Ultimately, after wrestling with complicated zoning issues around the city’s Local Coastal Plan and the state’s Coastal Act, the commissioners decided to continue the permitting discussions for another day, but not before chiding St. George themselves and deliberating a possible $95,000 fine against him. St. George chose not address the commission, instead letting his planner Laurel Perez of Suzanne Elledge Planning & Permitting Services, Inc. do the talking. “We acknowledge mistakes were made,” said Perez. But, she noted, St. George has made many other efforts to improve the property and is committed to planting new, native greenery to replace the lost trees. “I imagine a blanket of vegetation when this is all said and done,” she said.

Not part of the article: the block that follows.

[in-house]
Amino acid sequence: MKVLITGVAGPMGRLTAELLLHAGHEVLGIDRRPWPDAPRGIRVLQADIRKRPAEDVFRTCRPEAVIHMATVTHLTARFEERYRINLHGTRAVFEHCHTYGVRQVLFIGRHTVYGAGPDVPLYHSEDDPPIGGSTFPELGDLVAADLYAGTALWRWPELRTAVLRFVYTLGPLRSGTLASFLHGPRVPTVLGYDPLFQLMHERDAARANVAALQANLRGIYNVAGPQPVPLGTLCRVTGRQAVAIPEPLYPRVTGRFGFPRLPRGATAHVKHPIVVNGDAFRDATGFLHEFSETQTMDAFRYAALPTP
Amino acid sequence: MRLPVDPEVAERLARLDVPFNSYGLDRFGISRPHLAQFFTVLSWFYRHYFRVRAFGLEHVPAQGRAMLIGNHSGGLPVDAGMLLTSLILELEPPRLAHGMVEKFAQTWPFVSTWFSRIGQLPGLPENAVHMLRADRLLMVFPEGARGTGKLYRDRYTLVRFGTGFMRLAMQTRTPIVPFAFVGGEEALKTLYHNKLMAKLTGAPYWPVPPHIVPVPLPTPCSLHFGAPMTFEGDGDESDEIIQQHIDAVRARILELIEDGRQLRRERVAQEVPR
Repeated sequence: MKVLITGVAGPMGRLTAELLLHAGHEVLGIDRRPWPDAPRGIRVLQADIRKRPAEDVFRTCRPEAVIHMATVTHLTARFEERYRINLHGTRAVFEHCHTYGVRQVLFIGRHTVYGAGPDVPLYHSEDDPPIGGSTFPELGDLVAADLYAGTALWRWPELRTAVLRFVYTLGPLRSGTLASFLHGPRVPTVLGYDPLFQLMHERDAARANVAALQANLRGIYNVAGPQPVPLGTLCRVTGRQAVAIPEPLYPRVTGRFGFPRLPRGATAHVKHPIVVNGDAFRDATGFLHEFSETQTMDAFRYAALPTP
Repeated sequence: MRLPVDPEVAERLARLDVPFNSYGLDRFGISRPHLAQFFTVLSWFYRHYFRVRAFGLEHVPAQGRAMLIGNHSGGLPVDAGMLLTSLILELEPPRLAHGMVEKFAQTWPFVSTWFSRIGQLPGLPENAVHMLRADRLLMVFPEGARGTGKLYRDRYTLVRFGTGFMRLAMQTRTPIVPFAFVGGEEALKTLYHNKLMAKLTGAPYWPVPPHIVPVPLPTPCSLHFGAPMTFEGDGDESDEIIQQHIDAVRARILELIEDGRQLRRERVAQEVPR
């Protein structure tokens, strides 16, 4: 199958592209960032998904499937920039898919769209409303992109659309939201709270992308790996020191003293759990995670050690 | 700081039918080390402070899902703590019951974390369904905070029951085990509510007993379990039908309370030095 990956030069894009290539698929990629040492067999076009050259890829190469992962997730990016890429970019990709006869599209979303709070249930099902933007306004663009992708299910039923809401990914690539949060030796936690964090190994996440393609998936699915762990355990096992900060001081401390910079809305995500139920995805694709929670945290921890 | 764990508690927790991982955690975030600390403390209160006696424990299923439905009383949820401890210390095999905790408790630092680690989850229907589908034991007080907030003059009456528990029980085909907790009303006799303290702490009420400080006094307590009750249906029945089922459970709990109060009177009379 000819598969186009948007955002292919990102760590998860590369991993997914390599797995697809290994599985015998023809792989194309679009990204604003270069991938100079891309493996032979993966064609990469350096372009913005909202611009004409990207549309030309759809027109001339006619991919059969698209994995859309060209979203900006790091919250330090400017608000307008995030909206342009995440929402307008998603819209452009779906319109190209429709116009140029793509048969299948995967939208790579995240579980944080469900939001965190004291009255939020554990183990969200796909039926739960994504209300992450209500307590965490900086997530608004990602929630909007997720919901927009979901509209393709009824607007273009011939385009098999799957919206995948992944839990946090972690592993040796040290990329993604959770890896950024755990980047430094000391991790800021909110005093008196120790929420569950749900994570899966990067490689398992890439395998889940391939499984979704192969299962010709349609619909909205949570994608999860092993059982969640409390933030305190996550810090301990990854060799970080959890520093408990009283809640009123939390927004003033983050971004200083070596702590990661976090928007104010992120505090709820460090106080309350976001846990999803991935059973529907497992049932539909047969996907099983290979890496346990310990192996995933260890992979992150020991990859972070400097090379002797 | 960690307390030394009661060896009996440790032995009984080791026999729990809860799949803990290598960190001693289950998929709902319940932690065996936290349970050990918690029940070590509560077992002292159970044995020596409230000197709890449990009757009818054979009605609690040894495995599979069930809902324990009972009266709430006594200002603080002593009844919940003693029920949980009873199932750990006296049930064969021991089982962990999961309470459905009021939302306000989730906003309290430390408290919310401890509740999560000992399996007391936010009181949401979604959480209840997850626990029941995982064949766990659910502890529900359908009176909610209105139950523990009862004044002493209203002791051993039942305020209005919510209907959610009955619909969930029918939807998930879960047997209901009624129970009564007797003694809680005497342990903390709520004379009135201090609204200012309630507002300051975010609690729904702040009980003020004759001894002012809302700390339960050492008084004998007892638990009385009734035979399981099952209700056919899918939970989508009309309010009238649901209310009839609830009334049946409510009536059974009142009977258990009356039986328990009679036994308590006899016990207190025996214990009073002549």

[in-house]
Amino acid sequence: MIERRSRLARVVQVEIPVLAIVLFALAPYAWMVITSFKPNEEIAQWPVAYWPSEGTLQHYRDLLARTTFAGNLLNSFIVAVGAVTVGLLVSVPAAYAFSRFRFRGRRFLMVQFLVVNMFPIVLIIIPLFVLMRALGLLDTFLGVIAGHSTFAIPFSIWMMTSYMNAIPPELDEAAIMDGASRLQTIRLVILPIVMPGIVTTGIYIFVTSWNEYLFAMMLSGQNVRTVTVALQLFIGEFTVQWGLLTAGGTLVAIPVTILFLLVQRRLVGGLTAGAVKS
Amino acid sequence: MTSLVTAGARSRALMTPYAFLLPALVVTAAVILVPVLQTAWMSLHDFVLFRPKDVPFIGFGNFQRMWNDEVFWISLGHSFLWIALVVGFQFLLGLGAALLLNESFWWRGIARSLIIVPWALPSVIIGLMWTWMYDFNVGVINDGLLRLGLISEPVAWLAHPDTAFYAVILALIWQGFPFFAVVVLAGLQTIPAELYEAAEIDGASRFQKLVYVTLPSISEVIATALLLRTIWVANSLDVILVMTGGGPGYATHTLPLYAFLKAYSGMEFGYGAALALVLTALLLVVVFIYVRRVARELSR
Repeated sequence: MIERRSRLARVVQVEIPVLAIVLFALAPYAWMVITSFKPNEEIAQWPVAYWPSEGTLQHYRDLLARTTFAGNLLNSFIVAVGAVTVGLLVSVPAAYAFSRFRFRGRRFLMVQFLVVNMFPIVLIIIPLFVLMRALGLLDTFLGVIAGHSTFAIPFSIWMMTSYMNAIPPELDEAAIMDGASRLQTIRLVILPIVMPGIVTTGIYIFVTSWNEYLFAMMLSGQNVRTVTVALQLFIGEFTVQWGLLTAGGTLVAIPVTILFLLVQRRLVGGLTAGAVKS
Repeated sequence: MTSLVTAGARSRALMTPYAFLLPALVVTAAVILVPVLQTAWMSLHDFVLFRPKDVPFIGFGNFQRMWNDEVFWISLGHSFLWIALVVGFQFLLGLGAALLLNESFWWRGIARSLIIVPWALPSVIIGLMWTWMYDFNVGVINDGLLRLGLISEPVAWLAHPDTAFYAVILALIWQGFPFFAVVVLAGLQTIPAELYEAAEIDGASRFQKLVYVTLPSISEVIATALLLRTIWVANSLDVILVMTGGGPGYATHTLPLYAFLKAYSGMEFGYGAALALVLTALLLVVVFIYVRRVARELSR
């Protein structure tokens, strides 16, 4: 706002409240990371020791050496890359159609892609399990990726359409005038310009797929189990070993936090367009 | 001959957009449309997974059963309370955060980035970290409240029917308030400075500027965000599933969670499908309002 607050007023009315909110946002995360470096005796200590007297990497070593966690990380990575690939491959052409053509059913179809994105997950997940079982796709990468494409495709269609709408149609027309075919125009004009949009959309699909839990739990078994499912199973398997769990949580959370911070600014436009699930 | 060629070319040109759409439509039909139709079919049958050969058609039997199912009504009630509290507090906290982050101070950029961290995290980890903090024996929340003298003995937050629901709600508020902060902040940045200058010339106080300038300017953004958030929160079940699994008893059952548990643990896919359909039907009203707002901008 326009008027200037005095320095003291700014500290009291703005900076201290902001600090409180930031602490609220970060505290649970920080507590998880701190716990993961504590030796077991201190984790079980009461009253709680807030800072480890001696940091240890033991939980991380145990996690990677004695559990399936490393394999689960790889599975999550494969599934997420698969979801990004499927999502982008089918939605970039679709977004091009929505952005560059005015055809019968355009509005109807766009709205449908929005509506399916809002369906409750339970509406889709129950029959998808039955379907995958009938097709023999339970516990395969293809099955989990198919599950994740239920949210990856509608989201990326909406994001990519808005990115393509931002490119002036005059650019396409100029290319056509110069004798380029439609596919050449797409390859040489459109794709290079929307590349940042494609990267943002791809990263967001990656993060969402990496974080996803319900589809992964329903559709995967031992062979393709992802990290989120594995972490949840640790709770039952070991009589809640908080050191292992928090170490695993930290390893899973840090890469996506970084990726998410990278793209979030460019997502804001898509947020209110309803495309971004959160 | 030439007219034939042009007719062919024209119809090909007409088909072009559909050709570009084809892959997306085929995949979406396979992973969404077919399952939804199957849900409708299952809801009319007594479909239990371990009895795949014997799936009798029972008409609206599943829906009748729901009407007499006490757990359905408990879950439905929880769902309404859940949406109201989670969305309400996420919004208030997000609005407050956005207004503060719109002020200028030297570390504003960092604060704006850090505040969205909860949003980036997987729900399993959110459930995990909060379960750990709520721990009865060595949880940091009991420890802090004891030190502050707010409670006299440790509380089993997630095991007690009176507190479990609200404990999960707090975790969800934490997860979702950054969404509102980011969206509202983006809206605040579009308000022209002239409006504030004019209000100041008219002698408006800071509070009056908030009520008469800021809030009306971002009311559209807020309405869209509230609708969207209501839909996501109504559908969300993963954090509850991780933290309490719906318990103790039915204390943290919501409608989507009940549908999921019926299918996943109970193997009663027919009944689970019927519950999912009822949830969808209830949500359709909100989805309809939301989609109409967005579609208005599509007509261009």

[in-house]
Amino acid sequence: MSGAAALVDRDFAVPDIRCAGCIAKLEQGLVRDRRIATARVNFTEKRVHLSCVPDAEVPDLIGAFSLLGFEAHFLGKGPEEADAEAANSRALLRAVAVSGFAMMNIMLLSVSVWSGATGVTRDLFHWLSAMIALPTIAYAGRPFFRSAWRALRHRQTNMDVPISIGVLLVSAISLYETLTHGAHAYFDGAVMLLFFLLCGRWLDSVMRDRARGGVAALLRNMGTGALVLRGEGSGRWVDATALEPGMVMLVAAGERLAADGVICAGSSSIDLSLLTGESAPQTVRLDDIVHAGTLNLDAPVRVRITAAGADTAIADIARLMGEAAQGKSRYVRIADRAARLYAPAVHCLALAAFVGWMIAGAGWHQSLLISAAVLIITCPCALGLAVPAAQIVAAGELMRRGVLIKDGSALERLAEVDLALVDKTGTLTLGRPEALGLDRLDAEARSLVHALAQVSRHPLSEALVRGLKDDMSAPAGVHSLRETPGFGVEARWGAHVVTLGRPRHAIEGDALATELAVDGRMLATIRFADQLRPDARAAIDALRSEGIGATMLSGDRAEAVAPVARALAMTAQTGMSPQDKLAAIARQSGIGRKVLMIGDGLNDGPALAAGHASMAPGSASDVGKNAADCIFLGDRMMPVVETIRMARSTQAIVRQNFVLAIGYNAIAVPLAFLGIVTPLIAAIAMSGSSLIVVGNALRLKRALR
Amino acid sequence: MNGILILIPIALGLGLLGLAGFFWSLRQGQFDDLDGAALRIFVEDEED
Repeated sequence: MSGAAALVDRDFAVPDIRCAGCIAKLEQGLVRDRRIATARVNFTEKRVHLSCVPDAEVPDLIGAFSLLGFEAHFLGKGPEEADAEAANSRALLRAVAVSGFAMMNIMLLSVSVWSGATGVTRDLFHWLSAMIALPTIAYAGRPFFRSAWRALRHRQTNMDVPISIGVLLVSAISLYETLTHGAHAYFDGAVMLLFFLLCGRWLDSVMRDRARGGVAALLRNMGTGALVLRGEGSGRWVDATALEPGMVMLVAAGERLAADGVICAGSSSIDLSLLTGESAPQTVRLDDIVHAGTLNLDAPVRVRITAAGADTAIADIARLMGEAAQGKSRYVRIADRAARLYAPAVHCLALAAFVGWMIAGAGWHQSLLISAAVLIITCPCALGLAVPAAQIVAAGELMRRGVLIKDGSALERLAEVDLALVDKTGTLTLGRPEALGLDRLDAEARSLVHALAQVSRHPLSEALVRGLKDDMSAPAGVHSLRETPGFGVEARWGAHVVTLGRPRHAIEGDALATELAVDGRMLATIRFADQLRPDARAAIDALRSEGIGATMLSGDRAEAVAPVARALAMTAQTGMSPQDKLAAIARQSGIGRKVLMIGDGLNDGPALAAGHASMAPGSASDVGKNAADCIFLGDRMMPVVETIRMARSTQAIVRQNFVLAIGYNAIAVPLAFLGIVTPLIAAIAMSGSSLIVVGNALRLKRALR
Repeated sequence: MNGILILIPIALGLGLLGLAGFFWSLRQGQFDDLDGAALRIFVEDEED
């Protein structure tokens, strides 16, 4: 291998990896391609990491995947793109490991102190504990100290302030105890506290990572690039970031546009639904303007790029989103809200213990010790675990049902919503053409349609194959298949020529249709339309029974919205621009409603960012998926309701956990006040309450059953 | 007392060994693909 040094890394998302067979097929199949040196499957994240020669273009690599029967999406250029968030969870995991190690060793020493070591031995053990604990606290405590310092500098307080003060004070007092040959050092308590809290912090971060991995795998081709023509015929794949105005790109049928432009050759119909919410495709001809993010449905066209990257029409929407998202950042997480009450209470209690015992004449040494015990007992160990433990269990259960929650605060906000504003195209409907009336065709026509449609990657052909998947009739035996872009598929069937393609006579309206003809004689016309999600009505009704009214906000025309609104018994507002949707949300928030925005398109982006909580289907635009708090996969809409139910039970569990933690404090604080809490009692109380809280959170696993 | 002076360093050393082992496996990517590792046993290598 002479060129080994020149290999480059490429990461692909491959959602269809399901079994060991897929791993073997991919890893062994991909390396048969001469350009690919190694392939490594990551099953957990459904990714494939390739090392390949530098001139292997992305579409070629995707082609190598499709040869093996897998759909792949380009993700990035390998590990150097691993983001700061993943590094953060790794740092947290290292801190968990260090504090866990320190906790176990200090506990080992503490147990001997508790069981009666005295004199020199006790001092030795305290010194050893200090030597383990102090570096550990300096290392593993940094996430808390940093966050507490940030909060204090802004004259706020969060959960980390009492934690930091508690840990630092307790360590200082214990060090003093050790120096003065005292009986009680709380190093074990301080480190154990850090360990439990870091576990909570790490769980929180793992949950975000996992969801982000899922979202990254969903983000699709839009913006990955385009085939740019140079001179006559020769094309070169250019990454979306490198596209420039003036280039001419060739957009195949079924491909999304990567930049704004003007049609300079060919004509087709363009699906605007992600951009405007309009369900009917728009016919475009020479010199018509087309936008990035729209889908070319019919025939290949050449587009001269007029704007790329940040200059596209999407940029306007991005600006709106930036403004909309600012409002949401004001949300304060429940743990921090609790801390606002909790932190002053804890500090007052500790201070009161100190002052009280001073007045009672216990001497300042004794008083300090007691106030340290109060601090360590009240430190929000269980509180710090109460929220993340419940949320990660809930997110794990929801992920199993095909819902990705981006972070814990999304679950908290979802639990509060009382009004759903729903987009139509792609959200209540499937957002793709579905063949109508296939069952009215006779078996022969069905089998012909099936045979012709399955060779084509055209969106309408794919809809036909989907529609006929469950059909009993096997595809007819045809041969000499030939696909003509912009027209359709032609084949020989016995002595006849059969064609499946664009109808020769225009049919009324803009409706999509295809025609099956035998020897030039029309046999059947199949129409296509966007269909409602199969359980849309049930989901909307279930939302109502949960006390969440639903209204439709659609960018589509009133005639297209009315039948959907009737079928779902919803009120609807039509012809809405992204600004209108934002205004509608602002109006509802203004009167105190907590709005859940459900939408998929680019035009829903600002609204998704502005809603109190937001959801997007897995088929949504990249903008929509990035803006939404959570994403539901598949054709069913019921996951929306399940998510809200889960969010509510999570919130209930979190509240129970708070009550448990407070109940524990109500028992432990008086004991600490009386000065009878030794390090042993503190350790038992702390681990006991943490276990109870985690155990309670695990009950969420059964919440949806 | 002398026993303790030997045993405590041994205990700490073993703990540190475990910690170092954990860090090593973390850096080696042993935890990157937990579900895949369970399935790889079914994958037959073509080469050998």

Thursday’s hearing came out of a 2014 enforcement case against Beach City that was launched soon after St. George purchased and began renovating the seven-acre site, formerly a low-rate apartment complex called Harbor Heights Apartments. When he inherited the seven buildings there, Perez said, they came with leaky pipes, bad lighting, overflowing dumpsters, and no security. St. George has turned the complex into first-rate housing for 460 Santa Barbara City College students, Perez went on, complete with furnished rooms, Zipcars, and “community building” amenities like a bocce ball court and a long family-style picnic table.